Main Feature 

4Q 2012   



by Dr Rachel Dodds

Tourism is big business internationally. In 2011, there were 983 million international tourist arrivals and this number is expected to grow to 1.8 billion by 2030. With this growth, however, comes negative impact and threats. In addition to tourism being consumptive of natural resources such as water and energy, climate also has an important influence on operating costs such as heating or cooling, irrigation, food and water. Tourism also has an impact on society. More than two-thirds of the revenue from international tourism never reaches the local economy because of the high foreign exchange leakages. Combine these with global changes such as increased urbanisation (around 50 percent of the world's population currently live in cities1 and by 2030, 2 billion people will have moved to cities), stress on natural resources, and increased population, there is no question for the need for more sustainable tourism.

Eco as a term, however, can be confusing in terms of size as well as location. An eco-lodge tends to focus on a small-scale building or buildings; however, eco can mean many different things, ranging from ecologically friendly practices to environmental design. Eco-resorts can be located anywhere; however an urban resort tends to be found within an urban environment and is classified as "full-service lodging facilities that provides access to or offers a range of amenities and recreation facilities to emphasise a leisure experience"2. They are also usually located in vacation areas or near vacation settings and have a minimum of 25 rooms. The Hilton once claimed to be building an eco-hotel in the Amazon with 350 rooms with a conference facility for 2,000 people but quickly changed the term to eco-friendly hotel.
Another element of confusion is whether the accommodation is eco in its design or just in resource conservation. The Carlson Rezidor Hotel Group, which includes brands like Radisson, Country Inns & Suites By Carlson, Park Plaza and Hotel Missoni, is focusing on issues such as reducing, recycling and reusing solid waste; reducing the use of harmful chemicals; conserving energy and water, and improving indoor air quality—all of which have an immediate impact on the environment and the communities where the hotels operate. The hotel chain also carries out many social activities such as raising money for local charities and the community. These initiatives, however, are executed post build and therefore these same properties may be hotels with hundreds of rooms that are energy and water intensive.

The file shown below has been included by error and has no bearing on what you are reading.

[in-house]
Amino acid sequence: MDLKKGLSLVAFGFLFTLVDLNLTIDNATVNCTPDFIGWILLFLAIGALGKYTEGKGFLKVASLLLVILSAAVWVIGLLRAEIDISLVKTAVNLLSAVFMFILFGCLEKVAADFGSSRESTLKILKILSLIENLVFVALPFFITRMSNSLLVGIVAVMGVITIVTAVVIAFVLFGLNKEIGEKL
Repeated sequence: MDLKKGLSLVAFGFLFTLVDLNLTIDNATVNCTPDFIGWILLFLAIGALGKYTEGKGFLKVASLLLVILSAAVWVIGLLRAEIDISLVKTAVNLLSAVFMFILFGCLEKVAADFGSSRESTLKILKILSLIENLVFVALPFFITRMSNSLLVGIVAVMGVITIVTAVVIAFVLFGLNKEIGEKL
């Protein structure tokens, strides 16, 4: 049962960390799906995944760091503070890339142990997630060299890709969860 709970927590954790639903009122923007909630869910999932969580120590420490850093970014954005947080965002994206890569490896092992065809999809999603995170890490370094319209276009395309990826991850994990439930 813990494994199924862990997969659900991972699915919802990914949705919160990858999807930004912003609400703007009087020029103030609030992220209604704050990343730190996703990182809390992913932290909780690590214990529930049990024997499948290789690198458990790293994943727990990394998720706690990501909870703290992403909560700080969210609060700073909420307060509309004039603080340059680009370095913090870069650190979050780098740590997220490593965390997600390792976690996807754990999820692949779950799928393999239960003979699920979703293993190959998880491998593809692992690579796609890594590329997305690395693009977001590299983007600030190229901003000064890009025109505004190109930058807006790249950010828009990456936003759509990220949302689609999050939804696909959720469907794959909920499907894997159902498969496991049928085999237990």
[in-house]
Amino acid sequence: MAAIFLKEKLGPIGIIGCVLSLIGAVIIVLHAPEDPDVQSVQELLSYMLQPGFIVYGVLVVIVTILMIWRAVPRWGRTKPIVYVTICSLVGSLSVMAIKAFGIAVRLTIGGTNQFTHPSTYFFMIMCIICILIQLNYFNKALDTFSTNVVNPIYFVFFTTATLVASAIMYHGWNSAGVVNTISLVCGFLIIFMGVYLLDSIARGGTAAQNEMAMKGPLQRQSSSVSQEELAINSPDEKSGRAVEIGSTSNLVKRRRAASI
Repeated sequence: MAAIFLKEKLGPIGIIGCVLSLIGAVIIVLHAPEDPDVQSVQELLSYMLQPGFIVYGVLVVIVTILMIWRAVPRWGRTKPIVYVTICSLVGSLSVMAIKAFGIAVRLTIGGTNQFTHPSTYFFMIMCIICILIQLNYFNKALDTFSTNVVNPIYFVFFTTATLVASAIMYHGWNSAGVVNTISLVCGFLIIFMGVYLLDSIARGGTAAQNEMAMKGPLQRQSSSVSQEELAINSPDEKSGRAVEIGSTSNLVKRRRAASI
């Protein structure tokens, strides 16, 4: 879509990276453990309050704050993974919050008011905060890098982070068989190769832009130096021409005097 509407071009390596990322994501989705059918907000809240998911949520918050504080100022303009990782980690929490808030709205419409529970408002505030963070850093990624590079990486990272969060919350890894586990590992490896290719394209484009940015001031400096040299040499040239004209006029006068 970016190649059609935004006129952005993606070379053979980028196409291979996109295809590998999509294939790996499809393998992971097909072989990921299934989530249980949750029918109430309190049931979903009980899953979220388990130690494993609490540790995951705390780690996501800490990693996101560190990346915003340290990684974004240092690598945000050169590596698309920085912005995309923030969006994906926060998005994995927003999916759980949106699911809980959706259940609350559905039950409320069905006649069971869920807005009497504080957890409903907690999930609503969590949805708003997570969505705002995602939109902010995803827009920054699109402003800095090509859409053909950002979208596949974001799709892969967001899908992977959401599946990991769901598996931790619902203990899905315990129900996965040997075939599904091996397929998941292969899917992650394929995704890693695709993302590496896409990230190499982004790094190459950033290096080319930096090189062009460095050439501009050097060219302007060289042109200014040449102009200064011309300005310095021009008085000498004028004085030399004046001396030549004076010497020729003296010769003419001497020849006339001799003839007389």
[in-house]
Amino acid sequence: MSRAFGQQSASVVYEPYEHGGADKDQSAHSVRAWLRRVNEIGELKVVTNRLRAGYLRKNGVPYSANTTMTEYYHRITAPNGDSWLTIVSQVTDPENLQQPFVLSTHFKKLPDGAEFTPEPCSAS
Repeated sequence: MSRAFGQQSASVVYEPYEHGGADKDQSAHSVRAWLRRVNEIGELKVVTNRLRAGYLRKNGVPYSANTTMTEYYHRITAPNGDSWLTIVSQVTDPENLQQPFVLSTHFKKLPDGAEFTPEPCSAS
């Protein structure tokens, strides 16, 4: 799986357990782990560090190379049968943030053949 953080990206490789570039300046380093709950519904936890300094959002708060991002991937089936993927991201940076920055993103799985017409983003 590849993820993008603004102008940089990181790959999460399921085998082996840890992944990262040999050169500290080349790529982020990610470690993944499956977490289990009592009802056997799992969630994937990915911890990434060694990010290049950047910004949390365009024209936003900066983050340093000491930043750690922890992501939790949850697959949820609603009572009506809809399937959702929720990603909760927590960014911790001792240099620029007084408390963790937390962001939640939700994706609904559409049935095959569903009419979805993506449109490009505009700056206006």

But what about urban tourism? Just because tourists do not tend to be as noticeable in cities as they often are in most smaller communities or rural areas, it does not mean that they do not have a significant impact on a city's infrastructure, natural resources, as well as social and cultural environment3. For instance, Singapore receives three visitors a year for every permanent resident (about 17 million tourists per year compared to 5 million residents), a ratio that would strain the social and environmental carrying capacity of many destinations.
So what is urban ecotourism? Ecotourism is defined as "responsible travel to natural areas that conserves the environment and improves the well-being of local people"4. The term ecotourism is usually associated with exotic, undisturbed, remote (or at least rural) areas as well as with developing countries. Yet by definition, it includes parks and green spaces, culture and heritage, and since tourism does not just take place in the countryside, resorts and urban areas should not be ignored—hence urban ecotourism or Green or sustainable tourism.
1 Millennium Development Goals Report, 2007
2 Caribbean Hotel Association, 2009: 1
3 Dodds, R and Joppe, M., (2003) The application of ecotourism to urban environments, Tourism: An Interdisciplinary Journal Vol. 51(2) pp.157-164
4 The International Ecotourism Society, 1990
To read the complete article, get a copy of the 4Q 2012 edition at our online shop or at newsstands/major bookstores; or subscribe to FuturArc.
Dr Rachel Dodds is an established expert in the field of sustainable tourism and passionate about change. Dr Dodds is the Owner and Director of Sustaining Tourism, a boutique consultancy, as well as an Associate Professor at Ryerson University in the Ted Rogers School of Hospitality and Tourism Management. With over 20 years of experience in the industry, she has provided consulting and business advice and research to government bodies, charities, NGOs and private sector organisations worldwide. Dr Dodds has lived and worked on four continents and has travelled to over 70 countries.




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